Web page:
Thursday, July 23, 2009

A Different View of the Professor Gates Case

In the handful of instances when I've forced a broken lock on my house to get in, or have climbed in a window because I've forgotten my key, I'd have felt downright gratified to see police show up and confront me. That would mean they're efficiently doing their job, and would increase my confidence that a real burglar might be speedily apprehended. And if I happened to be African-American, I'd certainly not want cops holding back to avoid the appearance of racism, any more than I'd want them to hold back if an African-American real burglar ever tried to break in!

Furthermore, as a middle-aged white dude, even I know better than to mouth off to the police. If I felt officers were treating me unfairly, I might say something, but I certainly wouldn't be dumb enough to keep on belligerently venting my righteous indignation (as Prof. Gates did). That sort of thing leads to handcuffs for those of any race! Yes, it's an abuse of power, but it's one all adults know to expect. And if I happened to be African-American, I certainly wouldn't expect an exemption - hoping the police's fear of appearing racist might override their instinct to save face when an angry loudmouth won't stop haranguing them.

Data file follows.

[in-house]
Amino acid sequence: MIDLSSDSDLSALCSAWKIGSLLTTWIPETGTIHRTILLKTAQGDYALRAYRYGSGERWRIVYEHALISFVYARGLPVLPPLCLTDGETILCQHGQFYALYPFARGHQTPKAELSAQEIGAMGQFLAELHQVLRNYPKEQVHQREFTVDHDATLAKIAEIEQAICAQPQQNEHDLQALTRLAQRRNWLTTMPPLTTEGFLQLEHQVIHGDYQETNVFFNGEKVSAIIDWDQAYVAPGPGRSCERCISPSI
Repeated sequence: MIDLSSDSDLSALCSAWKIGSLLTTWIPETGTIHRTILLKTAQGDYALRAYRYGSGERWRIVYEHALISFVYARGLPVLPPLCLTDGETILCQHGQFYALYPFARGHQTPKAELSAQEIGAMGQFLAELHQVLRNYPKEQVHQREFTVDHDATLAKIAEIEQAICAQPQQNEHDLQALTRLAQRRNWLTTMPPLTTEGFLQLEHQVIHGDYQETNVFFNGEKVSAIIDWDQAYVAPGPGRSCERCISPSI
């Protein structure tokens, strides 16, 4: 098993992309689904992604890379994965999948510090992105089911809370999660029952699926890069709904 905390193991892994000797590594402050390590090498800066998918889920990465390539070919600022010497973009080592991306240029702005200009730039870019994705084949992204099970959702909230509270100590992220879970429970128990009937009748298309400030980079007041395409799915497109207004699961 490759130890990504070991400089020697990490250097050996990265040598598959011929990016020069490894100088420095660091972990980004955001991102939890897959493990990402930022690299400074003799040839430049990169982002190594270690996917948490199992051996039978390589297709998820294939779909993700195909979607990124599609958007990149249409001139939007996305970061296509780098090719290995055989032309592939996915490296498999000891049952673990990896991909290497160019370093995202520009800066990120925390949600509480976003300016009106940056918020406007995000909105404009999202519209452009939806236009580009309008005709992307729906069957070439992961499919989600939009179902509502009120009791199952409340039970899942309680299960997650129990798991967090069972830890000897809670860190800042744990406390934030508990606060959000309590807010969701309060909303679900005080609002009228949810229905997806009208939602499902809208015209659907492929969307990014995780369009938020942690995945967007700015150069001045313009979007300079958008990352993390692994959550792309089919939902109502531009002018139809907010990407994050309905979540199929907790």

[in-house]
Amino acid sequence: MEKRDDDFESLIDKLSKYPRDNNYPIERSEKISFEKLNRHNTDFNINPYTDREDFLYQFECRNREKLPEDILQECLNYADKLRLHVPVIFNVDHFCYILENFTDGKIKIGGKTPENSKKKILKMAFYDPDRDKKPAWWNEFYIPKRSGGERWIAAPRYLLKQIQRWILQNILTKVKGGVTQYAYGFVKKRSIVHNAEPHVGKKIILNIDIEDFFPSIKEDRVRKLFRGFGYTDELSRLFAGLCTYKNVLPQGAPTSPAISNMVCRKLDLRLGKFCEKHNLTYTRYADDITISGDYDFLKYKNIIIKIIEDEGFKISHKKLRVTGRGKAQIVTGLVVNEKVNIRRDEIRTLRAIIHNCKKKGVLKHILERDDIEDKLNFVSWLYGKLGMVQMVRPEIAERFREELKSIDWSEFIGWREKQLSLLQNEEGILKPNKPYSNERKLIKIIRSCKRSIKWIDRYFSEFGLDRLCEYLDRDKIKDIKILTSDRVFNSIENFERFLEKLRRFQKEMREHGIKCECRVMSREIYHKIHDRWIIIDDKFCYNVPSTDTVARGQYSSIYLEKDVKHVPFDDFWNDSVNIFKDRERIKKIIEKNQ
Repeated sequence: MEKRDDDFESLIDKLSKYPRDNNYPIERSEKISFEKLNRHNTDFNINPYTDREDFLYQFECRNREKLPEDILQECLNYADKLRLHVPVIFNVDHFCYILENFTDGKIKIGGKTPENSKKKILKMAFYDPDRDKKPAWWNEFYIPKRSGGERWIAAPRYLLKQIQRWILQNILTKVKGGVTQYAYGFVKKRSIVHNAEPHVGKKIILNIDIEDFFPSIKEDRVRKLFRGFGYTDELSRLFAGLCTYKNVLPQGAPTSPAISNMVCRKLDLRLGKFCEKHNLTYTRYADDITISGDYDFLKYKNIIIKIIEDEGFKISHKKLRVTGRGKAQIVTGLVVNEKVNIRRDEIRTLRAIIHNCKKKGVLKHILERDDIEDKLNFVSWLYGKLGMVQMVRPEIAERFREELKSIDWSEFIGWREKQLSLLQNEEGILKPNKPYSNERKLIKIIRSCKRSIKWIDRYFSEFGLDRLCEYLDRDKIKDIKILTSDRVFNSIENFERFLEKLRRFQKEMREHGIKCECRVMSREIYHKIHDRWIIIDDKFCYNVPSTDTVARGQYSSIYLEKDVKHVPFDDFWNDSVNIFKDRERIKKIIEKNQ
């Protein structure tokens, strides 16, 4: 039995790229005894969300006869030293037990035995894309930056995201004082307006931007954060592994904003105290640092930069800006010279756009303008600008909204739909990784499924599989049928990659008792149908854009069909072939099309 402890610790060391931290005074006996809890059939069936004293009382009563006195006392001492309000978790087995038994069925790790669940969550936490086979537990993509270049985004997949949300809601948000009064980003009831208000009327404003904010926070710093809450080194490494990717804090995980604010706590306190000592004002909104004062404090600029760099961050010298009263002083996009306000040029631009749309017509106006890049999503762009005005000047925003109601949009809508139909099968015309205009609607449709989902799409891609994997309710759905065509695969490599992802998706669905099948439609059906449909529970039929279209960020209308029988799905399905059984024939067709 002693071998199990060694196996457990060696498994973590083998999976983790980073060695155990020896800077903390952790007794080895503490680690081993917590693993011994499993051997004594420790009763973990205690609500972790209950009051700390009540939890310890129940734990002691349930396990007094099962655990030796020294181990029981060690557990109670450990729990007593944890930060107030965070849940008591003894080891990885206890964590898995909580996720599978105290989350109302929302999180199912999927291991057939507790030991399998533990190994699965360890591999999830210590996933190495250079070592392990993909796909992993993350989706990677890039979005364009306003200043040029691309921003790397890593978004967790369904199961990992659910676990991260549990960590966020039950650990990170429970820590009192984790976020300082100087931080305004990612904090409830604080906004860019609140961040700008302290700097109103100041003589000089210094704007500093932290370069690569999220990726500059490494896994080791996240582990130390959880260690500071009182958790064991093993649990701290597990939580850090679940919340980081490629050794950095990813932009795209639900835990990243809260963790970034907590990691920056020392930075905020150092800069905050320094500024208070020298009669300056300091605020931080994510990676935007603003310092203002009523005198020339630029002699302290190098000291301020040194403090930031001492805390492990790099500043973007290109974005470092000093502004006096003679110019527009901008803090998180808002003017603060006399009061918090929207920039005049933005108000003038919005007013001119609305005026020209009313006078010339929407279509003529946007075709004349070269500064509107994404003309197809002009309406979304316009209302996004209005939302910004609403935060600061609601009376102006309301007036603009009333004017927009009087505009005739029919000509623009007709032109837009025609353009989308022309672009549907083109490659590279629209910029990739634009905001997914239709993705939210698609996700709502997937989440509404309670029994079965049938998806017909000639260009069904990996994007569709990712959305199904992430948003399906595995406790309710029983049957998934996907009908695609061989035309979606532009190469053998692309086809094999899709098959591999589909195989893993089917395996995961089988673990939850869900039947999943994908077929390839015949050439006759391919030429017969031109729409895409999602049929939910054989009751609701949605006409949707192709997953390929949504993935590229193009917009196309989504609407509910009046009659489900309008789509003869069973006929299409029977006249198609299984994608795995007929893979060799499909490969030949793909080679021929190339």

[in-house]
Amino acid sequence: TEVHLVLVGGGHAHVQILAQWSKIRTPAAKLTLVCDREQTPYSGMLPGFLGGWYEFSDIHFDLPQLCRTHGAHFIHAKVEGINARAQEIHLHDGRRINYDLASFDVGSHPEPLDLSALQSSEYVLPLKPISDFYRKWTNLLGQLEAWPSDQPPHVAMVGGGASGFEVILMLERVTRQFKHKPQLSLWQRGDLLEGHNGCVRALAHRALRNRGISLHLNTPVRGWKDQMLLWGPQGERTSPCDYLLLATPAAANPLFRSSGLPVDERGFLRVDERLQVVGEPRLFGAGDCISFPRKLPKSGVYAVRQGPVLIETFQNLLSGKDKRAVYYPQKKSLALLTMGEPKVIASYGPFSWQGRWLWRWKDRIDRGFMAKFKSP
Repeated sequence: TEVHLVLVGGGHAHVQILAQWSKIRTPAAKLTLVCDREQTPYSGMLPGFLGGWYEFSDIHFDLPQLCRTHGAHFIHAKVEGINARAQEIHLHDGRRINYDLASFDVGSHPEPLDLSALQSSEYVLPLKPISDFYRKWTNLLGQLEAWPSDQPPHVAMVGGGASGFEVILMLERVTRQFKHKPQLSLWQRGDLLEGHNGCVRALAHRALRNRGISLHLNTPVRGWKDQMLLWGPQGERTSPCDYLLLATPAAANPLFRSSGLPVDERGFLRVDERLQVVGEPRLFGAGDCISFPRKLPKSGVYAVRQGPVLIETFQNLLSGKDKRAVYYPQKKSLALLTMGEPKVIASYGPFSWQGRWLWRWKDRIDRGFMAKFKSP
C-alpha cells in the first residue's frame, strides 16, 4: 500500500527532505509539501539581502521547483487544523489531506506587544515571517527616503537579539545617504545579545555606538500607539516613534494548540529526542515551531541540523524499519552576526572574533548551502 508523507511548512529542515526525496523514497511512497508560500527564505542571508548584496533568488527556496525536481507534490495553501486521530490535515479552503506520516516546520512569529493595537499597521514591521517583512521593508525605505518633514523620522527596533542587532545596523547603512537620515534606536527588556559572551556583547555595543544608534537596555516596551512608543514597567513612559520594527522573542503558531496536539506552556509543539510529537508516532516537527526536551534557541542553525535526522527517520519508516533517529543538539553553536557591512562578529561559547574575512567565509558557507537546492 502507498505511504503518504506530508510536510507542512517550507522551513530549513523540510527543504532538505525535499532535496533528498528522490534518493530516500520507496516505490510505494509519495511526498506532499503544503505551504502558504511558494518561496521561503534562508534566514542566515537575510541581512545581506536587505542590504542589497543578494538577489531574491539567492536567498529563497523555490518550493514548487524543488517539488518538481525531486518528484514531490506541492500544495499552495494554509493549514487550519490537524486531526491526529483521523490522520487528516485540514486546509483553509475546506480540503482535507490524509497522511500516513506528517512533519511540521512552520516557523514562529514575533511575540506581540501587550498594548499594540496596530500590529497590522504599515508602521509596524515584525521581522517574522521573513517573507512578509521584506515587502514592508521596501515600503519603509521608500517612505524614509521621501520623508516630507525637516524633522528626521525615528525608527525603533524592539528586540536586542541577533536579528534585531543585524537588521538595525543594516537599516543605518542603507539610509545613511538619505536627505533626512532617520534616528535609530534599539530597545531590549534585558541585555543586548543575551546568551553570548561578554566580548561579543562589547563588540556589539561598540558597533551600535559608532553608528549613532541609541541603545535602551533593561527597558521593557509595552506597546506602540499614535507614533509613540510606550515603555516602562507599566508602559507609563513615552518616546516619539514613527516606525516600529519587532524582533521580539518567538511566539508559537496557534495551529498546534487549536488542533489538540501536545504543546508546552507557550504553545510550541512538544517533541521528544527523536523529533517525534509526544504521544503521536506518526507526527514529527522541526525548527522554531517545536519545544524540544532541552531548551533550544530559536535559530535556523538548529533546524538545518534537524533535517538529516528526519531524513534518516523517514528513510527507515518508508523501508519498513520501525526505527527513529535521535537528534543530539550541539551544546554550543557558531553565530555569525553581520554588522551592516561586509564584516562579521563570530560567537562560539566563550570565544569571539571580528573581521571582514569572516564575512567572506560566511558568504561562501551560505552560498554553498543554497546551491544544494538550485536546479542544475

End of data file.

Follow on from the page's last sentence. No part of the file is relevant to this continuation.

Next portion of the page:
If the police had chosen not to investigate what reasonably looked like a break-in simply because Prof. Gates was black, that'd have been for strictly racial reasons. And if they hadn't arrested him after he wouldn't stop raging at them, that'd have been for strictly racial reasons, as well.

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